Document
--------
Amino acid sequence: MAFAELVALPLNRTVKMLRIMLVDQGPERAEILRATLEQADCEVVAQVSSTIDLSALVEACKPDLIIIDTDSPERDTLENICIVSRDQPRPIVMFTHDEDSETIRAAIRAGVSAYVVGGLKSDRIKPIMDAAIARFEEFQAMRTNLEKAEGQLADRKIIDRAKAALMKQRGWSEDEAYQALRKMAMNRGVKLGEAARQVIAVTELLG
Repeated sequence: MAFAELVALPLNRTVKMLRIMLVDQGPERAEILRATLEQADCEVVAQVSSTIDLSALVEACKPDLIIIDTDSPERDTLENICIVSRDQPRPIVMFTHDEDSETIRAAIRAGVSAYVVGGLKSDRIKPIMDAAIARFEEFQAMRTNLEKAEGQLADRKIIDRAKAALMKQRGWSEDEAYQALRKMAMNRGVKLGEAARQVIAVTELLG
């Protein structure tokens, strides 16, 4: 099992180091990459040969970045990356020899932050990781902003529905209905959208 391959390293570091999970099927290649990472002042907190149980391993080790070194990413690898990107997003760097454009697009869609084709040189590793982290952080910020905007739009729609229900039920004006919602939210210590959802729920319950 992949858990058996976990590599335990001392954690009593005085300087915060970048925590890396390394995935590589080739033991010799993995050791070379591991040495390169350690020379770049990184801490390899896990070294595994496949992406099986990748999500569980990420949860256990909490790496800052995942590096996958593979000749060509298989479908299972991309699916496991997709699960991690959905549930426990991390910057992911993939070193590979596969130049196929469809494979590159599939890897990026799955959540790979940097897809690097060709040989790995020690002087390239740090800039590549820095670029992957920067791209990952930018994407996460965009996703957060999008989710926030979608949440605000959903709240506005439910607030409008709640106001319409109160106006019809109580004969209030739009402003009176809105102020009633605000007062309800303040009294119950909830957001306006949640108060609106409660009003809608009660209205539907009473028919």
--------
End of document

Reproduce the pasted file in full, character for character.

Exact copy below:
Amino acid sequence: MAFAELVALPLNRTVKMLRIMLVDQGPERAEILRATLEQADCEVVAQVSSTIDLSALVEACKPDLIIIDTDSPERDTLENICIVSRDQPRPIVMFTHDEDSETIRAAIRAGVSAYVVGGLKSDRIKPIMDAAIARFEEFQAMRTNLEKAEGQLADRKIIDRAKAALMKQRGWSEDEAYQALRKMAMNRGVKLGEAARQVIAVTELLG
Repeated sequence: MAFAELVALPLNRTVKMLRIMLVDQGPERAEILRATLEQADCEVVAQVSSTIDLSALVEACKPDLIIIDTDSPERDTLENICIVSRDQPRPIVMFTHDEDSETIRAAIRAGVSAYVVGGLKSDRIKPIMDAAIARFEEFQAMRTNLEKAEGQLADRKIIDRAKAALMKQRGWSEDEAYQALRKMAMNRGVKLGEAARQVIAVTELLG
């Protein structure tokens, strides 16, 4: 099992180091990459040969970045990356020899932050990781902003529905209905959208 391959390293570091999970099927290649990472002042907190149980391993080790070194990413690898990107997003760097454009697009869609084709040189590793982290952080910020905007739009729609229900039920004006919602939210210590959802729920319950 992949858990058996976990590599335990001392954690009593005085300087915060970048925590890396390394995935590589080739033991010799993995050791070379591991040495390169350690020379770049990184801490390899896990070294595994496949992406099986990748999500569980990420949860256990909490790496800052995942590096996958593979000749060509298989479908299972991309699916496991997709699960991690959905549930426990991390910057992911993939070193590979596969130049196929469809494979590159599939890897990026799955959540790979940097897809690097060709040989790995020690002087390239740090800039590549820095670029992957920067791209990952930018994407996460965009996703957060999008989710926030979608949440605000959903709240506005439910607030409008709640106001319409109160106006019809109580004969209030739009402003009176809105102020009633605000007062309800303040009294119950909830957001306006949640108060609106409660009003809608009660209205539907009473028919």